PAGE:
Recently, I found the work of Edward Deci and Richard Ryan. In the 1980s they developed a theory of motivation, self-determination theory, built on the idea that people have a core need for growth. They do not need to be pushed; in fact, it can be counterproductive. Their studies found that people offered an external reward like money did less well at a task and quit sooner than those left alone. The theory stipulates that motivation and growth are based on the need for autonomy, competence, and relatedness. 

The theory differentiates two types of motivation: controlling and autonomous. Control motivation is the more traditional carrot-and-stick approach. The coach pressures, coerces, and encourages the athletes, but research shows that these athletes tend to take shortcuts to get the reward. Autonomous motivation is characterized by volition, willingness, and choice. People with autonomous motivation tend to be more creative and show more perseverance to reach a difficult goal. 

My wrestlers still have to trust that I can help them reach their goals. I know that communication and relationships are keys to my being a successful coach. As the old saying goes, it is not about Xs and Os, it’s about Jills and Joes. I have to understand my wrestlers, but high-fives and fiery talks will not create authentic relationships and build trust. The challenge is to trust that they don’t need me to motivate them. The motivation is already there. I just need to create the environment, give them the tools, and not get in their way. I will have to keep reminding myself that these are their goals not mine.

This year without the pressure of competition, I was willing to let the athletes find their own ways. I had more time to talk to my wrestlers and felt more relaxed doing it. Wrestlers were setting personal bests in the weight room on their own. I was no longer trying to get something out of them or change them; I was trying to understand and support them.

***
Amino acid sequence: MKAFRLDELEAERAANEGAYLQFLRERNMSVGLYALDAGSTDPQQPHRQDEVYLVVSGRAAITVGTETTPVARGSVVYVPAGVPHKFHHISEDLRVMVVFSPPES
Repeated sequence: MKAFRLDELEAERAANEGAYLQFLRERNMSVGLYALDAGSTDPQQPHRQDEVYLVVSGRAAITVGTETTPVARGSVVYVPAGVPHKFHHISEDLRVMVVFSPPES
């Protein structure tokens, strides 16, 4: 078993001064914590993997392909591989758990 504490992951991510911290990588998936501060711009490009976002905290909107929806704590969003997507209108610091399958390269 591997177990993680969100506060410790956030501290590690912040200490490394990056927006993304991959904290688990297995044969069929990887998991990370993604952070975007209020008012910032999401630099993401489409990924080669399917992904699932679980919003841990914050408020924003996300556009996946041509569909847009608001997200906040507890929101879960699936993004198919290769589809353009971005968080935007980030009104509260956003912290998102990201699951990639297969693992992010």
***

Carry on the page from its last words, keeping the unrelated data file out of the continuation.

Edward Deci points out that “people who focus on rewards miss out on the inner resources of intrinsic motivation and volition that are wellsprings of true engagement and creativity.”  As a coach I had been trying to control my wrestlers’ motivations instead of letting them develop their own autonomous motivations that naturally flowed out of them.

There is joy and pleasure in being internally motivated. A joy in the drive to get better for its own sake. As an athlete, I was driven to wrestle and improve because I loved it. When athletes are working for their own needs and goals and not to please a coach, then there is space for the athletes to grow. As a coach I have high goals and expectations. I enjoyed winning as a wrestler, and I want to win as a coach. I want to be successful, and I have my own measure of what that looks like. The challenge for me is to not blindly force my expectations and needs onto my athletes.       

Becoming a gardener

This COVID season has forced me to reevaluate my role as a coach. I want to be more like a gardener than an architect and create an environment for my athletes to grow from seeds and to flourish by their own plans. Gardeners know what works for each plant, and they know they can’t force things. Growth happens in its own time and its own unique way. I want to use my experience, knowledge, and my own drive for growth to help my wrestlers find their own path and their own success. The challenge for me will be to trust my wrestlers, let go of my fear, and let nature take its course.